As the course of JIA fluctuates, including remission and active phases, the results of CRF and neuromuscular fitness tests could be affected by their timing. Therefore, restrictions due to acute JIA phase could impair daily physical activity. However, there is some previous evidence that the activity of JIA does not correlate with the level of physical activity [6]. In line with this observation, we found no association between disease activity and CRF or neuromuscular fitness. Neither daily active time nor sedentary time differed between those with active disease or inactive disease in our study. However, there is evidence that JIA impacts biomechanical features of gait and the motion of hip, knee and ankle joints. These changes may be alleviated by exercise or pharmaceutical interventions [51].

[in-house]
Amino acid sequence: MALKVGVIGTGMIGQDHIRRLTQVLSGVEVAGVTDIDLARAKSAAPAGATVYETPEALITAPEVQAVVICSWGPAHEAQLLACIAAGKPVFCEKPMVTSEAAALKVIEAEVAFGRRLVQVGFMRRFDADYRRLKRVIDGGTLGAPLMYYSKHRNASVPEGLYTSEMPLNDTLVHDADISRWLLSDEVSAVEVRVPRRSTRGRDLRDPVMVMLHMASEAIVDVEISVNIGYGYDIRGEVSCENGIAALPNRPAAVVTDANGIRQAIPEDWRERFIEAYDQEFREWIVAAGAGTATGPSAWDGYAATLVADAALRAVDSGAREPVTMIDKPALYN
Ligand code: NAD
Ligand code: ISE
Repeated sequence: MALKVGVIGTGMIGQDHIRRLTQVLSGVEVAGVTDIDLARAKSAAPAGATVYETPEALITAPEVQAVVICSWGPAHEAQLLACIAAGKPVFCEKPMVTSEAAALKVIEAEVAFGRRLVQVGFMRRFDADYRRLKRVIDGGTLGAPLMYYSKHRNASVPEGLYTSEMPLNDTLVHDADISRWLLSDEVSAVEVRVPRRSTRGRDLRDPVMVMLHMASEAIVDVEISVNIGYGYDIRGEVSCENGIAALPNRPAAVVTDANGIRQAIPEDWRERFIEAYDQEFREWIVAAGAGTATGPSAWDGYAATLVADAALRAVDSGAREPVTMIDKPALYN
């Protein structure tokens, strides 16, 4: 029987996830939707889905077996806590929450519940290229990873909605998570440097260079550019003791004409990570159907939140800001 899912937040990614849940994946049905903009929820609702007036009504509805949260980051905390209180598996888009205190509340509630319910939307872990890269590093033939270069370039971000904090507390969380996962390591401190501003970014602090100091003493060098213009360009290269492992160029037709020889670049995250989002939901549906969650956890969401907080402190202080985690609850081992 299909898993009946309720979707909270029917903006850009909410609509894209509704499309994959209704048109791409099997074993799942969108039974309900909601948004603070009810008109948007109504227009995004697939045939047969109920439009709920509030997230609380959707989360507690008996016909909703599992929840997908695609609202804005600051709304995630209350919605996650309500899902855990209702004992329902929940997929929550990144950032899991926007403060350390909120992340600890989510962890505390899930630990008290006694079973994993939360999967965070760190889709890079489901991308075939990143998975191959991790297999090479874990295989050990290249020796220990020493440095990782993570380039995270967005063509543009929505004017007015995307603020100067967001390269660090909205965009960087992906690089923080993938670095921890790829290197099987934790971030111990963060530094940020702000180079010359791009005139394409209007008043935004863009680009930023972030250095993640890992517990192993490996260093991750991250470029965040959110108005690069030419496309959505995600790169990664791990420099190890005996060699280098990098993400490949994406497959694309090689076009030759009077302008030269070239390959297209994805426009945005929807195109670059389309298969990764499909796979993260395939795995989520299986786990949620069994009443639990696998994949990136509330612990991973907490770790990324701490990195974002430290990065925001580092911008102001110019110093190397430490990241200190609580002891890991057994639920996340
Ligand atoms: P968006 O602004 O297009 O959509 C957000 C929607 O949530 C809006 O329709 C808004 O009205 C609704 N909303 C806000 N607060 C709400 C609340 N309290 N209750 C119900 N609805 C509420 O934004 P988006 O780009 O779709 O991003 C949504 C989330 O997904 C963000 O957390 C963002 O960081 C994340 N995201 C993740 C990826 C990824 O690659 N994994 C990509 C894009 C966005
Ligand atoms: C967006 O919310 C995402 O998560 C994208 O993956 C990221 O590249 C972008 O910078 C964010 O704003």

One of the strengths of our study was the age- and sex-matched control group from the population-based ongoing PANIC-study cohort, representing a general population of Finnish school-aged children and adolescents. To complete the control group, we additionally randomly selected healthy children through the National Registry and by a public recruitment procedure. We used the same measurement protocols for patients and controls, and the tests were performed in highly experienced laboratories by well-trained personnel and with modern facilities. In Finland, the number of school children meeting the recommendations for adequate physical activity has increased during the 2000s [40]. Even though the participants for the PANIC study were examined between 2007 and 2017, our findings can be considered reliable since the difference in CRF and neuromuscular measurements between our patients and controls could have been even larger with a more recent control cohort. Data on the characteristics of participants were carefully collected, and disease characteristics for each patient were evaluated by a pediatric rheumatologist.